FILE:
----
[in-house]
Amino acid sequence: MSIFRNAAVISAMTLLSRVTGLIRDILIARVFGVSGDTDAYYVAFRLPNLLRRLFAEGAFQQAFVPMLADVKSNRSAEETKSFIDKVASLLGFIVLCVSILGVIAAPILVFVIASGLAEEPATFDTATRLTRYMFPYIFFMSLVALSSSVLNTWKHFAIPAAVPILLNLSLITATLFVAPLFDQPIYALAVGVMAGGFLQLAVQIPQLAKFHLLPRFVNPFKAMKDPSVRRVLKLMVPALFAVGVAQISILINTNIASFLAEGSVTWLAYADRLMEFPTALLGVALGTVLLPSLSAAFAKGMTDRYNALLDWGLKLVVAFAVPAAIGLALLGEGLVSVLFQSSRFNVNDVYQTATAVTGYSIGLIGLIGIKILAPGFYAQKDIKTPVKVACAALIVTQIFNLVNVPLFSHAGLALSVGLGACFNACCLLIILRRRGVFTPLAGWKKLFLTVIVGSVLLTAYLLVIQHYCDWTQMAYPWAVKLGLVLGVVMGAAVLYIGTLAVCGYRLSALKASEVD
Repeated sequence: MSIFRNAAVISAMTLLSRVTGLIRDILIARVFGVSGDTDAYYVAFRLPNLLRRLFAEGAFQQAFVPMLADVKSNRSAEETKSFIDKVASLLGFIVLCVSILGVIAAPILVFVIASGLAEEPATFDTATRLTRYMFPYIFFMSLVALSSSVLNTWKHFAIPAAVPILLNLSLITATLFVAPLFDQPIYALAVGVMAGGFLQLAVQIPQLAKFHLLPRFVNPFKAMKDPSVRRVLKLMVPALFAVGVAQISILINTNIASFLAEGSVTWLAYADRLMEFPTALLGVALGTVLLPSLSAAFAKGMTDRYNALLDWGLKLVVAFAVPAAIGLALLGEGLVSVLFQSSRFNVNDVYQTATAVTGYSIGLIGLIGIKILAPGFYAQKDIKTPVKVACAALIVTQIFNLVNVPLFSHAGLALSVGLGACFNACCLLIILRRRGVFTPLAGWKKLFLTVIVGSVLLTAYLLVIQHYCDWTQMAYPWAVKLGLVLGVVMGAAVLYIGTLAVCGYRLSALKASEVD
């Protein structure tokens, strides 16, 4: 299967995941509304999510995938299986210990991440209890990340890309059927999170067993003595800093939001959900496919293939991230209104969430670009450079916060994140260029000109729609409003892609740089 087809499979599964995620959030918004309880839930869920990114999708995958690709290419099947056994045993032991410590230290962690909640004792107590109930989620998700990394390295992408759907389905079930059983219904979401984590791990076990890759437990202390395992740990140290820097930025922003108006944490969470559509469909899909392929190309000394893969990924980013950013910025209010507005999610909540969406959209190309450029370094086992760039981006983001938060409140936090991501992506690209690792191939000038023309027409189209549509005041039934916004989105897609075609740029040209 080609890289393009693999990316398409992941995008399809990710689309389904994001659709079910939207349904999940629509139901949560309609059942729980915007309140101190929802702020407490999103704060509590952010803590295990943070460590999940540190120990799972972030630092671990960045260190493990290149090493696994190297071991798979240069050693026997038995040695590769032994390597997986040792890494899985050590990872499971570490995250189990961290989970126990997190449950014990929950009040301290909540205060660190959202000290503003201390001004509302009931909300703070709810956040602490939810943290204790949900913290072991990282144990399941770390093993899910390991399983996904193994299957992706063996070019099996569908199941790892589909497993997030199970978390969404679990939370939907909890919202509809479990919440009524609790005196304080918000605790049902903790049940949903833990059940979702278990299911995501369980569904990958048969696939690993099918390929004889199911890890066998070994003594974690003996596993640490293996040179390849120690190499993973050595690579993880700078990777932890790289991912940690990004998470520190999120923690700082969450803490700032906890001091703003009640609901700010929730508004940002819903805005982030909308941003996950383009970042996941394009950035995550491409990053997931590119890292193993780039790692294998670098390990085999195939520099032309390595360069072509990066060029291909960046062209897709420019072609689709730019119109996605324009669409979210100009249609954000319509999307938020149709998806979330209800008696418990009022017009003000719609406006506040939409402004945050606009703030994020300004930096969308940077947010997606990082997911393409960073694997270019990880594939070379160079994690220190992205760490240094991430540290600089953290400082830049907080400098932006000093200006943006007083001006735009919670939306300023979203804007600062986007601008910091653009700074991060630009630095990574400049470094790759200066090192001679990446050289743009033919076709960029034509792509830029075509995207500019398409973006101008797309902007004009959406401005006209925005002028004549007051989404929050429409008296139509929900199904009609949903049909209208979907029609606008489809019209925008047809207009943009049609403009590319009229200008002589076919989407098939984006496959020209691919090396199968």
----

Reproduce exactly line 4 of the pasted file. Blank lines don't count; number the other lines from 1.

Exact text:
């Protein structure tokens, strides 16, 4: 299967995941509304999510995938299986210990991440209890990340890309059927999170067993003595800093939001959900496919293939991230209104969430670009450079916060994140260029000109729609409003892609740089 087809499979599964995620959030918004309880839930869920990114999708995958690709290419099947056994045993032991410590230290962690909640004792107590109930989620998700990394390295992408759907389905079930059983219904979401984590791990076990890759437990202390395992740990140290820097930025922003108006944490969470559509469909899909392929190309000394893969990924980013950013910025209010507005999610909540969406959209190309450029370094086992760039981006983001938060409140936090991501992506690209690792191939000038023309027409189209549509005041039934916004989105897609075609740029040209 080609890289393009693999990316398409992941995008399809990710689309389904994001659709079910939207349904999940629509139901949560309609059942729980915007309140101190929802702020407490999103704060509590952010803590295990943070460590999940540190120990799972972030630092671990960045260190493990290149090493696994190297071991798979240069050693026997038995040695590769032994390597997986040792890494899985050590990872499971570490995250189990961290989970126990997190449950014990929950009040301290909540205060660190959202000290503003201390001004509302009931909300703070709810956040602490939810943290204790949900913290072991990282144990399941770390093993899910390991399983996904193994299957992706063996070019099996569908199941790892589909497993997030199970978390969404679990939370939907909890919202509809479990919440009524609790005196304080918000605790049902903790049940949903833990059940979702278990299911995501369980569904990958048969696939690993099918390929004889199911890890066998070994003594974690003996596993640490293996040179390849120690190499993973050595690579993880700078990777932890790289991912940690990004998470520190999120923690700082969450803490700032906890001091703003009640609901700010929730508004940002819903805005982030909308941003996950383009970042996941394009950035995550491409990053997931590119890292193993780039790692294998670098390990085999195939520099032309390595360069072509990066060029291909960046062209897709420019072609689709730019119109996605324009669409979210100009249609954000319509999307938020149709998806979330209800008696418990009022017009003000719609406006506040939409402004945050606009703030994020300004930096969308940077947010997606990082997911393409960073694997270019990880594939070379160079994690220190992205760490240094991430540290600089953290400082830049907080400098932006000093200006943006007083001006735009919670939306300023979203804007600062986007601008910091653009700074991060630009630095990574400049470094790759200066090192001679990446050289743009033919076709960029034509792509830029075509995207500019398409973006101008797309902007004009959406401005006209925005002028004549007051989404929050429409008296139509929900199904009609949903049909209208979907029609606008489809019209925008047809207009943009049609403009590319009229200008002589076919989407098939984006496959020209691919090396199968």